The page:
starring Rupert Everett, Colin Firth, Reese Witherspoon, Judi Dench
screenplay by Oliver Parker, based on the play by Oscar Wilde
directed by Oliver Parker
by Walter Chaw In the always-risky practice of adaptating theatre for the silver screen, the first instinct usually has something to do with "expanding" a play by providing the characters backstory, followed fast by moving some of the dialogue into a different environment and/or pulling the source out of time to "modernize" it or to provide new resonance for a politicized piece. Richard Loncraine's Richard III and Julie Taymor's Titus are examples of affected adaptations that work; Michael Cacoyannis's The Cherry Orchard and Oliver Parker's The Importance of Being Earnest are examples that do not.
Parker's Earnest takes the bare essence of Oscar Wilde's masterpiece and crafts a screwball changeling of a thing more interested in "cute" than "cutting." The film bleaches the bite of Wilde's treatise on artifice and social hypocrisy, squandering its source's carefully metered perfection in favour of chamber farce and even, in one embarrassing sequence, vaudeville. Perhaps caught up in today's revisionist zeitgeist, Parker's most cunning contribution to the satirical possibilities of the play is the fact that its shortcomings comment eloquently on the malignant tumours afflicting our body of culture as much as Wilde's play's exploded the dissolute ironies of his.
The story by now should be well known: Jack (Colin Firth) creates a fake brother named "Earnest," whom he impersonates during his visits to the city, while his best friend--a cad--Algernon (Rupert Everett) creates a fake friend named Bunbury whom he 'visits' to avoid unpleasant social engagements. In the country, Jack is the guardian of moony Cecily (Reese Witherspoon), the orphaned daughter of Jack's guardian--Jack having been discovered as an infant abandoned in a handbag in a train station cloakroom. Jack loves Gwendolyn (Frances O'Connor); Gwendolyn loves the idea of marrying a man named "Earnest." Complicating things, Algernon visits Jack in the country, pretending to be Earnest and wooing Cecily--who also loves the idea of marrying a man named "Earnest."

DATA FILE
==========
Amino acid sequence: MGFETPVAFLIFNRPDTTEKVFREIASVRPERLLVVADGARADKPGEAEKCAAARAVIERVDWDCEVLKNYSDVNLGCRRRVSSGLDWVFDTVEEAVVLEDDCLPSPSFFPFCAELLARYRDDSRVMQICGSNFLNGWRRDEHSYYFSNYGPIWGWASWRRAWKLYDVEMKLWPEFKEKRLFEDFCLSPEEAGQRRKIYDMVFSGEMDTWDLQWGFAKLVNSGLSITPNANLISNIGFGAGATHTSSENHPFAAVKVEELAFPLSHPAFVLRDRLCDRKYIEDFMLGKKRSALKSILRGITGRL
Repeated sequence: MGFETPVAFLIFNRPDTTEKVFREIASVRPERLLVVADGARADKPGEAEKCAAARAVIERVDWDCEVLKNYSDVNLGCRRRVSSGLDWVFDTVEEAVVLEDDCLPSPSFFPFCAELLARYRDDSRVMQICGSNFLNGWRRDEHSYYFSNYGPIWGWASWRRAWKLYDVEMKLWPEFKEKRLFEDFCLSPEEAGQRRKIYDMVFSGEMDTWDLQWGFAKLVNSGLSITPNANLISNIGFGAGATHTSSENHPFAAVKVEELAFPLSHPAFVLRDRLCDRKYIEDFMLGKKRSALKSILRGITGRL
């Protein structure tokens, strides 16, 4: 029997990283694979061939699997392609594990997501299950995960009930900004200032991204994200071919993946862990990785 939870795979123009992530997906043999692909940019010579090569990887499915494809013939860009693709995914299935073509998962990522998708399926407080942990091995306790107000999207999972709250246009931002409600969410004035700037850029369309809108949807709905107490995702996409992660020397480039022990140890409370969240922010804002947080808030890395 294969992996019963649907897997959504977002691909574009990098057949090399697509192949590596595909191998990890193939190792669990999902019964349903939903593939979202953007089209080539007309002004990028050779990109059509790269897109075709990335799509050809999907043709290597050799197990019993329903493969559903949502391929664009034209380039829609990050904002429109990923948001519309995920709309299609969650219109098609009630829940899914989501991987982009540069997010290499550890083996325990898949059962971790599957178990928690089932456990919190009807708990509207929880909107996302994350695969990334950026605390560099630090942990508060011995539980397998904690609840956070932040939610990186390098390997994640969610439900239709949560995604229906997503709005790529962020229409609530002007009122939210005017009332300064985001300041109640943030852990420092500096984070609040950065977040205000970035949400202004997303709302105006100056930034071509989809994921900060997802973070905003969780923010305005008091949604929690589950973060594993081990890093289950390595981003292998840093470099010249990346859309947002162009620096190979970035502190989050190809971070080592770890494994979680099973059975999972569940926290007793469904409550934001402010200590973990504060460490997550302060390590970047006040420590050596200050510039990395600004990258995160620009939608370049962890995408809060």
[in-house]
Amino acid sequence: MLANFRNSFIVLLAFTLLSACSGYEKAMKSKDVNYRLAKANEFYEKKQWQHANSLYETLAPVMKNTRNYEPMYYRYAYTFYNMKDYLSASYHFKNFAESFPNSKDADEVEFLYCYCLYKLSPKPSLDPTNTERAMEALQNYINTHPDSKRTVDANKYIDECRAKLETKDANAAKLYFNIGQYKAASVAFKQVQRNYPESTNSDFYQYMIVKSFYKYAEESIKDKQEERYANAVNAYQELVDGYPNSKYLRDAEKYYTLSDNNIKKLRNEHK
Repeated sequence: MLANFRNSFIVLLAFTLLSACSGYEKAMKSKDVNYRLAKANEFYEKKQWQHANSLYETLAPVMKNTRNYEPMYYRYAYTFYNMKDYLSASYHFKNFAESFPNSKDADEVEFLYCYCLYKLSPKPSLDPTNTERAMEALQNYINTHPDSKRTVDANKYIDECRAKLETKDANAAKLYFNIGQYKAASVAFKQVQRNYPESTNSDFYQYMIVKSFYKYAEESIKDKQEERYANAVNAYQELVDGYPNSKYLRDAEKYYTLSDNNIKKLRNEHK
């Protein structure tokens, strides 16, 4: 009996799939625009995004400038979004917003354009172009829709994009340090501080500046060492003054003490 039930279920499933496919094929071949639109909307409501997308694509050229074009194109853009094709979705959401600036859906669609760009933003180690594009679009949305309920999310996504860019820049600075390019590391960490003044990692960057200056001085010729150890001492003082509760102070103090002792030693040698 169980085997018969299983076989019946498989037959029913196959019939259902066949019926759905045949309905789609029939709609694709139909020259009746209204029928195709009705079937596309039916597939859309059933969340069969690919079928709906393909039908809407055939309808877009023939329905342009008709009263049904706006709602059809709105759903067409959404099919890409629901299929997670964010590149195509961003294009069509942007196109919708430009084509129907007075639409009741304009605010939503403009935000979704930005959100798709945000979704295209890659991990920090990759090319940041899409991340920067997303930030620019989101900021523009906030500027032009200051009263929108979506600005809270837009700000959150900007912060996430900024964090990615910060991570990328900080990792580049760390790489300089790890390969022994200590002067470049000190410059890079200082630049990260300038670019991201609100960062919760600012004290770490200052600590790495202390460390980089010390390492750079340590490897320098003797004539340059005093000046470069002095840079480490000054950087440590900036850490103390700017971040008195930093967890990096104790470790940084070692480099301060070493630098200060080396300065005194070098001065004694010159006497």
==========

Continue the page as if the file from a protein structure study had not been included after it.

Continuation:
Parker predicates his approach to the carefully timed Wilde with the insipid tableau vivants favoured by Michael Hoffman's recent A Midsummer Night's Dream. Like that picture, this Earnest suffers from what appears to be a general misunderstanding of the source material's thrust, and a particular mishandling of the rhythms that distinguished it. Parker robs the piece of its careful articulation, managing to present the ridiculous Lady Bracknell (Judi Dench) as a creature self-aware while jarring a perfectly written exchange involving muffins out of true with a restless camera and injudicious editing. These two flubs are indicative of the greater malady of The Importance of Being Earnest--that is, bad direction. The picture is occasionally so painful that only those unfamiliar with the play will probably enjoy this iteration of it.
In stripping the play of its intelligence and satirical edge, Parker's The Importance of Being Earnest plays to the perhaps imagined (perhaps not) deficiencies of the modern arthouse audience. It gives the illusion of a classic brought to life to appeal to the nouvelle educated who have either neglected to study the piece or demonstrated no understanding of it until Parker revealed it to be a broad (and very, very safe) slapstick romantic farce. The niftiest trick perpetrated by The Importance of Being Earnest is the alchemical transmogrification of Wilde into Austen--and a Hollywood-ized Austen at that. When, late in the game, Parker ham-fists Bracknell's hypocrisy with a flashback to her days as a saloon girl and whore, you suddenly know all you need to know. Originally published: May 31, 2002.